AUGUSTA, Maine — Maine voters will see something on the Nov. 6 ballot they haven’t seen in two years: bond issues.
Four borrowing proposals adding up to nearly $76 million will appear just below the public question that has drawn the most attention leading up to the election: same-sex marriage.
Two-thirds of the total borrowing the state seeks is for highways, bridges and other transportation projects. The rest is for public higher education, clean water projects and land conservation.
Bonds have been absent from statewide ballots since June 2010. Since then, elected officials in Augusta have expressed wariness for adding onto state debt. Gov. Paul LePage discouraged further borrowing and lawmakers sent no bonds to voters last year.
But the Legislature reconsidered this year and approved five bond issues adding up to $95.7 million, only to have the governor veto one of them, a $20 million bond for research and development.
In the order in which the remaining bond proposals will appear on the ballot, they include:
• $11.3 million for capital improvements for the University of Maine System, community college system and Maine Maritime Academy. It includes money for an animal diagnostic laboratory and a plant diagnostic and insect identification laboratory in the state university system and improved machine tool technology in the community colleges.
• $5 million to purchase land and conservation easements that will provide water access, outdoor recreation, wildlife and fish habitat, farmland and working waterfront preservation.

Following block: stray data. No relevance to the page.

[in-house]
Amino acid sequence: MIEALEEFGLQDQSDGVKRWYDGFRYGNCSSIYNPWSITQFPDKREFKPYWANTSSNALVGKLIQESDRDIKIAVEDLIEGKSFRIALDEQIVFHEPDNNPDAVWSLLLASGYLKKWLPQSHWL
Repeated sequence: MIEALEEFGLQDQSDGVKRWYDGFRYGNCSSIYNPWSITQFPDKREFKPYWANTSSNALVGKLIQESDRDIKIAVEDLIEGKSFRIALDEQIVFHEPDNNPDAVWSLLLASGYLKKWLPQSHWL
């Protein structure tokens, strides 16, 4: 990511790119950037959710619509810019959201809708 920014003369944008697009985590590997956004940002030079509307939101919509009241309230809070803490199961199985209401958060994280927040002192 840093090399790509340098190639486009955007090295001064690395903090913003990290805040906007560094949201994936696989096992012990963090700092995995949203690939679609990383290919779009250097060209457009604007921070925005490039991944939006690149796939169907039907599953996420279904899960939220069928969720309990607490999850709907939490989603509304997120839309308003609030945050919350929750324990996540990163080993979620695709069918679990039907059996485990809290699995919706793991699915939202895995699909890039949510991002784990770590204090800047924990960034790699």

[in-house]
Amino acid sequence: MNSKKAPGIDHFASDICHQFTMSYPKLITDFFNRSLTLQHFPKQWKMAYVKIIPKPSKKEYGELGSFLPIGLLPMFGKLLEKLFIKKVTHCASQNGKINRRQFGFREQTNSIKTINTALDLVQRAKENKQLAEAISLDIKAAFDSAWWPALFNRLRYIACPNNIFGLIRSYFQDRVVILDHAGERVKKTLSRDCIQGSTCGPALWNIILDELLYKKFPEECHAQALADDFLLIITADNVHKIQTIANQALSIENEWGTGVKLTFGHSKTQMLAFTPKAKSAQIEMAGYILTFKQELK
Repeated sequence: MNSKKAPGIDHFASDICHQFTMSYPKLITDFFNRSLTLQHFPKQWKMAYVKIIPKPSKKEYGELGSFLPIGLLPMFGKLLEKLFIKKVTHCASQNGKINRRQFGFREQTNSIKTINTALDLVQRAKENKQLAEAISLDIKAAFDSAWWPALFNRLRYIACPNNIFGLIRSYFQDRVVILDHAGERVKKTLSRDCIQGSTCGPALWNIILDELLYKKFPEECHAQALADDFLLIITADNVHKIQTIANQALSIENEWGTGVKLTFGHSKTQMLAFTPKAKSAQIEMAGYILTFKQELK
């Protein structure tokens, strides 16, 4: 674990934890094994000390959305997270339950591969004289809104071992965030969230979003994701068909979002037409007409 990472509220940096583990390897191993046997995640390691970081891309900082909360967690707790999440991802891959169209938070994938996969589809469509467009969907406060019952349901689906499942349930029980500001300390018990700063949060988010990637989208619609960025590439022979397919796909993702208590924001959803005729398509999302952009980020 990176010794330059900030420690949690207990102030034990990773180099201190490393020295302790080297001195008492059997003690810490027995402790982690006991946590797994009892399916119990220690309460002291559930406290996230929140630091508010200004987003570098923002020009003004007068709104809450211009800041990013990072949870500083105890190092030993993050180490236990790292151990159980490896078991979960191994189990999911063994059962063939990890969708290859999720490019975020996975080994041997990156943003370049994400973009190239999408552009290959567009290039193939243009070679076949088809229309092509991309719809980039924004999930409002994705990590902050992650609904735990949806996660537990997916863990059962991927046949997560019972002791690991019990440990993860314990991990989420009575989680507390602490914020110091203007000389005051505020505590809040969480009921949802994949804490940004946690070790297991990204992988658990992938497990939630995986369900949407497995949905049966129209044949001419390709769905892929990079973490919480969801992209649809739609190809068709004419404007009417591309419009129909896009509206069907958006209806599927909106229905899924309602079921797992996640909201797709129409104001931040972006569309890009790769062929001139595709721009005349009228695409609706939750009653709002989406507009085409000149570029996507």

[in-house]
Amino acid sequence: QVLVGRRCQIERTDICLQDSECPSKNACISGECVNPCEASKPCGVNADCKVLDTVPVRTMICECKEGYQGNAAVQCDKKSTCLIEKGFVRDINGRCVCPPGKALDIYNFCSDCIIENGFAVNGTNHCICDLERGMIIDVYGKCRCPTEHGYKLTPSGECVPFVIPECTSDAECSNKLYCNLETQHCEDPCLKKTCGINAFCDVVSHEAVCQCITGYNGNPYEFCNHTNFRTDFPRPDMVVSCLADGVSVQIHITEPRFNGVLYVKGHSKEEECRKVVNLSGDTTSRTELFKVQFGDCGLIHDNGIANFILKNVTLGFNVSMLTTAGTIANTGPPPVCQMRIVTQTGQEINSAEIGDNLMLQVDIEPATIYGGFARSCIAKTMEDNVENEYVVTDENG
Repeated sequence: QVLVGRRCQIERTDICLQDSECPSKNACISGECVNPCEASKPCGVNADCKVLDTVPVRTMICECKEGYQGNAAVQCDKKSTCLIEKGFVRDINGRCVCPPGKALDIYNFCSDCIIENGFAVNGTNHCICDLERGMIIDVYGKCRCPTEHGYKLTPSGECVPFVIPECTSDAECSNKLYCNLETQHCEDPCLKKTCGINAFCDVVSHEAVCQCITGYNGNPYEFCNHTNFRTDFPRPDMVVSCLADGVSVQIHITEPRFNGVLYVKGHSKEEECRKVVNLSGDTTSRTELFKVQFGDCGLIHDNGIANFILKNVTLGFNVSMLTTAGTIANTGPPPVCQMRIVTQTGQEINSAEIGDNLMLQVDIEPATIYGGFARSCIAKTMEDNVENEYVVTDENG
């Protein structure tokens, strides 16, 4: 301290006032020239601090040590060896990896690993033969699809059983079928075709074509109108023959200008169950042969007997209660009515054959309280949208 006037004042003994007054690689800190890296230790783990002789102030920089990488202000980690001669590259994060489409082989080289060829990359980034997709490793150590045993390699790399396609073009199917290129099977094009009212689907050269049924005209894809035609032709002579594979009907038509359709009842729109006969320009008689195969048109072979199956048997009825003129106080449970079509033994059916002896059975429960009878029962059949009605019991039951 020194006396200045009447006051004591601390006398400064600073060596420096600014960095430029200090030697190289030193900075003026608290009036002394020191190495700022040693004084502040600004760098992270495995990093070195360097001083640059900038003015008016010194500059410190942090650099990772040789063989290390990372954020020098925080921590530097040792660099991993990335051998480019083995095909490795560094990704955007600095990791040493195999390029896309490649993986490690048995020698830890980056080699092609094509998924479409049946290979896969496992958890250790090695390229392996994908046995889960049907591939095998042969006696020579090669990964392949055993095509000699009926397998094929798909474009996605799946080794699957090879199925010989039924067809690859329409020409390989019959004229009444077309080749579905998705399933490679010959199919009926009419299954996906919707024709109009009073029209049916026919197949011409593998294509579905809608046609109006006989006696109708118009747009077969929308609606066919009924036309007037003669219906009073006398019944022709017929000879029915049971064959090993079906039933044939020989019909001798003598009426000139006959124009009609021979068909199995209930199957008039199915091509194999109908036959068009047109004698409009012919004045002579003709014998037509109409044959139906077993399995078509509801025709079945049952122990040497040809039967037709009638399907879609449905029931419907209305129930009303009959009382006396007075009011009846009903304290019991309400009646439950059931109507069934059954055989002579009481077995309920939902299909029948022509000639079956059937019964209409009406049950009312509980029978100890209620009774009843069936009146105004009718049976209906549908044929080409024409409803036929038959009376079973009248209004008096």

• $51.5 million for transportation projects. The bulk of the money is for improvements to Maine’s highways and bridges, with the rest going to projects including shipping port upgrades at Searsport and Eastport, transit buses, airports and expansion and improvement of medical evacuation helicopter facilities.
• $7.9 million to replenish the revolving loan funds for public drinking water systems and for wastewater treatment facilities.
Campaigning on the bonds has been all but invisible, leaving it to voters to unravel the pluses and minuses.
“My job is not to interject myself in ballot initiatives or campaigns. However, it is my job to be very clear to the voters and the hardworking people of Maine that when they pass bonds, they are borrowing money. These are loans that must be repaid,” Republican state Treasurer Bruce Poliquin, who has taken a highly cautious stance with regard to state borrowing, said recently on a George Hale-Ric Tyler radio program.
His office says the $75.7 million in bonds plus $18.7 million in interest at rate of 4.5 percent over the 10-year life of the bonds will bring the total cost of borrowing to $94.4 million.
The ballot questions themselves put a different spin on the matter. Taken together, the $76 million in borrowing would draw down $150 million in federal, private and other matching grants, according to language on the proposals.
Legislative Democrats have been highly supportive of a bond package, saying it will generate jobs and noting that state debt service is declining.
“If we don’t make these public investments now, we will be missing an opportunity to create jobs,” Rep. Peggy Rotundo, D-Lewiston, said after the Legislature approved the bond package.
As of June 30, the state owed $472 million for general obligation bonds, with nearly $41 million in authorized but unissued bonds.